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What It Was Like to Be Denied Medical Care Because of My Gender

Transgender people require healthcare just like everyone else. We are not asking for special privileges; we just want to have the same access to medical care all Americans are guaranteed under law.
Evan Minton. Photo courtesy of subject

Following the Supreme Court's decision in Masterpiece Cakeshop v. Colorado Civil Rights Commission, we are taking an in-depth look at how religious freedom is increasingly being distorted and exploited to justify discrimination against LGBT people, women, and others. This six-part series examines the resulting consequences through the firsthand accounts of those who have experienced it. You can read more from the series here.


In 2016, I was scheduled to have a hysterectomy. My doctor, whom I had been seeing for about three years, had performed this surgery many times at our local hospital, and as anyone who has had any sort of significant surgery can attest, it is incredibly important to have a doctor you know and who knows you performing this medical procedure.

Two days before I was supposed to go in for the procedure, I got a call from a nurse to go over the details and finalize my paperwork. During that call, I mentioned that I was transgender. The very next day, my surgeon received a call from the hospital. They told her they were canceling the procedure.

It was clear why. I was denied a routine medical procedure that would have been offered to anyone else, because of who I am.

At that time, I had already been transitioning for five years. Prior to that, I had spent 29 years living a shame-filled existence. Looking back, I can see now that my life was like a jigsaw puzzle where none of the pieces fit together. And no matter what I did to try to address how I was feeling, nothing worked. Once I finally accepted who I was, that shame completely evaporated. Each major step in my transition gives me a sense of bliss, which is how I know I’m on the right track.

I am truly proud of who I am, but my journey hasn’t been easy. Even living in a progressive state like California, I have confronted plenty of challenges and have experienced my fair share of difficult days. Without a doubt, though, the most jaw-dropping of these was the day the hospital cancelled my surgery.


Watch: Gavin Grimm: The Student At The Heart of the Trans Civil Rights Movement

The hospital—Mercy San Juan Medical Center in Sacramento—is run by Dignity Health, the largest nonprofit healthcare system in California, and the fifth largest in the country. When they refused to allow my surgeon, Dr. Lindsey Dawson, to perform the hysterectomy on me, she was totally blindsided, just as I was. We both knew I was being discriminated against solely because of who I am.

Dignity Health used to be called Catholic Healthcare West, but changed its name and rebranded itself in 2012. Despite the rebrand, they are still affiliated with the Catholic Church, and its Catholic hospitals still operate under the Ethical and Religious Directives for Catholic Health Care Services – a series of guidelines for medical care written by the United States Conference of Catholic Bishops, which prohibits, among other things, “direct sterilization” treatment.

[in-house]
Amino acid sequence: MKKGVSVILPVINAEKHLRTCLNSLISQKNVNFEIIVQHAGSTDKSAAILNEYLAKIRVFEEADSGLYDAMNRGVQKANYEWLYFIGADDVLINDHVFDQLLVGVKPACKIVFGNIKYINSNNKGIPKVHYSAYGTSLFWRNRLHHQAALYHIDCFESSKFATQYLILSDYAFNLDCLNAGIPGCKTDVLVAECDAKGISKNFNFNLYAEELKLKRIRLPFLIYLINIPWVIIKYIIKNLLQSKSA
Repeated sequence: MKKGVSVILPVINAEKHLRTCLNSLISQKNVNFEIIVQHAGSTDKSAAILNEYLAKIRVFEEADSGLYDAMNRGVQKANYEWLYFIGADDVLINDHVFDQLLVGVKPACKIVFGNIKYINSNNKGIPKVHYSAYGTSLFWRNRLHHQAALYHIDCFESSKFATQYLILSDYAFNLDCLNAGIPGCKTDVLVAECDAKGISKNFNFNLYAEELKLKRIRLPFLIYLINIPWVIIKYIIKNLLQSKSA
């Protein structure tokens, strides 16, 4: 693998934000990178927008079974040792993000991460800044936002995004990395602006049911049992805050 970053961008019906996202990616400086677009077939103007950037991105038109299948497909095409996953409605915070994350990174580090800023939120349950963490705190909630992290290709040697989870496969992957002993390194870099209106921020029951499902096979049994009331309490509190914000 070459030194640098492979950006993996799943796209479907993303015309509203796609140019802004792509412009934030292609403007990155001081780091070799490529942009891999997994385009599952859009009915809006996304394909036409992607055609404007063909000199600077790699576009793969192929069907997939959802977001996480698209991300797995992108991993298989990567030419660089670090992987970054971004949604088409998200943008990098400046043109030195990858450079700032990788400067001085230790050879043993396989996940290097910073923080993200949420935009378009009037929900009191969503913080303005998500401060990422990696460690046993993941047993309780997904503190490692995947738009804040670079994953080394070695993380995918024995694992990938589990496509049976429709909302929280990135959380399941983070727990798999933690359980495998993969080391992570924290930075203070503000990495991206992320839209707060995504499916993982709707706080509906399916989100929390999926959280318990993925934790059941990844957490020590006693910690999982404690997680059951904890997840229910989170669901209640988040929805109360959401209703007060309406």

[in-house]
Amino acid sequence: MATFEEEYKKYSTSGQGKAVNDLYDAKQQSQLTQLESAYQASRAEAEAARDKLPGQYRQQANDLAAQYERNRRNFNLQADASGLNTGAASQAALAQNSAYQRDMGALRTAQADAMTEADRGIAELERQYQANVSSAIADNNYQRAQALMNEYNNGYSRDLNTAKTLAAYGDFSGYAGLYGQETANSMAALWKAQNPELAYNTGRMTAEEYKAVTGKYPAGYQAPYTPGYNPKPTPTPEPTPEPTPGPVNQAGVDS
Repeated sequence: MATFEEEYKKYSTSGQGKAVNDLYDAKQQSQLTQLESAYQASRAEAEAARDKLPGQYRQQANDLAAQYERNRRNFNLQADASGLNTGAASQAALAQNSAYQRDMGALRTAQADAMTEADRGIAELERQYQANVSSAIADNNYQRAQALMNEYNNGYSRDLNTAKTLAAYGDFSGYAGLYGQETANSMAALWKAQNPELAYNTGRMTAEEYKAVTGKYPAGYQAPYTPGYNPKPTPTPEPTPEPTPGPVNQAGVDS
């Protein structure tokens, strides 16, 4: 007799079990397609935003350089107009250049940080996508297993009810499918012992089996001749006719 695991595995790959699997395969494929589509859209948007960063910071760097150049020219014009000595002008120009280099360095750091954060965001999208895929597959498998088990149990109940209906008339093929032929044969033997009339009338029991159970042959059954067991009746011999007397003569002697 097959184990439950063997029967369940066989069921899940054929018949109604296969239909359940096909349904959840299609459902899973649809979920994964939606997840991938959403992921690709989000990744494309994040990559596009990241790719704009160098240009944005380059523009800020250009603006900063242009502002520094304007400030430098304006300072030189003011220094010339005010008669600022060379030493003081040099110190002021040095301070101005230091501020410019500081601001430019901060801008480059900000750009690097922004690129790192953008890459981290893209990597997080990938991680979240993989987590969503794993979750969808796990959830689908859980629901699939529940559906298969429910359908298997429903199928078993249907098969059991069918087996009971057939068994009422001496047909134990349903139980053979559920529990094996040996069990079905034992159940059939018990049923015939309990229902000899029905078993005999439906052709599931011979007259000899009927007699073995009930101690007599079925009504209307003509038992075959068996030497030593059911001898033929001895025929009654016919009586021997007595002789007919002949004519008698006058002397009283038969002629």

Since the Catholic Church hierarchy doesn’t even recognize that transgender people like me exist, they deem hysterectomies for people like me “sterilizing,” even though they permit doctors to perform them on many other patients.

I had come so far in my transition, and the actions by the hospital felt like a complete rejection of who I am. I had rejected myself for 29 years; having my surgery canceled brought back all of those feelings, despite five years of progress and acceptance. It made me feel like I wanted to crawl out of my own skin again.


I ended up receiving the care I needed at a different hospital. But that doesn’t make what happened to me OK. No one should have to scramble ahead of surgery like I did. No one should have to work with their doctor to get emergency admitting privileges at an unfamiliar hospital to perform a procedure with an unfamiliar surgical team. No one should have to live with that amount of uncertainty, waiting until the night before to learn whether they can move forward with a medically necessary surgery, just because of who they are.

This is what happens when an organization is given a license to discriminate against you because their religious beliefs say people like you don’t exist. My story is one that is devastatingly all too familiar for other trans people across the country, and the situation continues to grow more dire with every passing day under the Trump administration.

President Trump has made his position on transgender rights very clear, from trying to ban us from serving in the military, to ignoring complaints of discrimination filed with the Department of Education by trans students, and denying us access to restrooms and other public spaces.

But it doesn’t stop there. Just this year alone, Trump’s Department of Health and Human Services launched a “Conscience and Religious Freedom Division,” and is ultimately proposing rules to try and extend the right to discriminate based on religious beliefs to any healthcare provider in this country.

Transgender people require healthcare just like everyone else. We are not asking for special privileges; we just want to have the same access to medical care all Americans are guaranteed under law. We want to be able to go to the doctor and other public places without fear of discrimination, rejection, embarrassment, and humiliation.

But experiences like my own are sadly happening to trans people everywhere. It happened to me, it’s happening to others, and it can happen to anyone—even you or someone you love.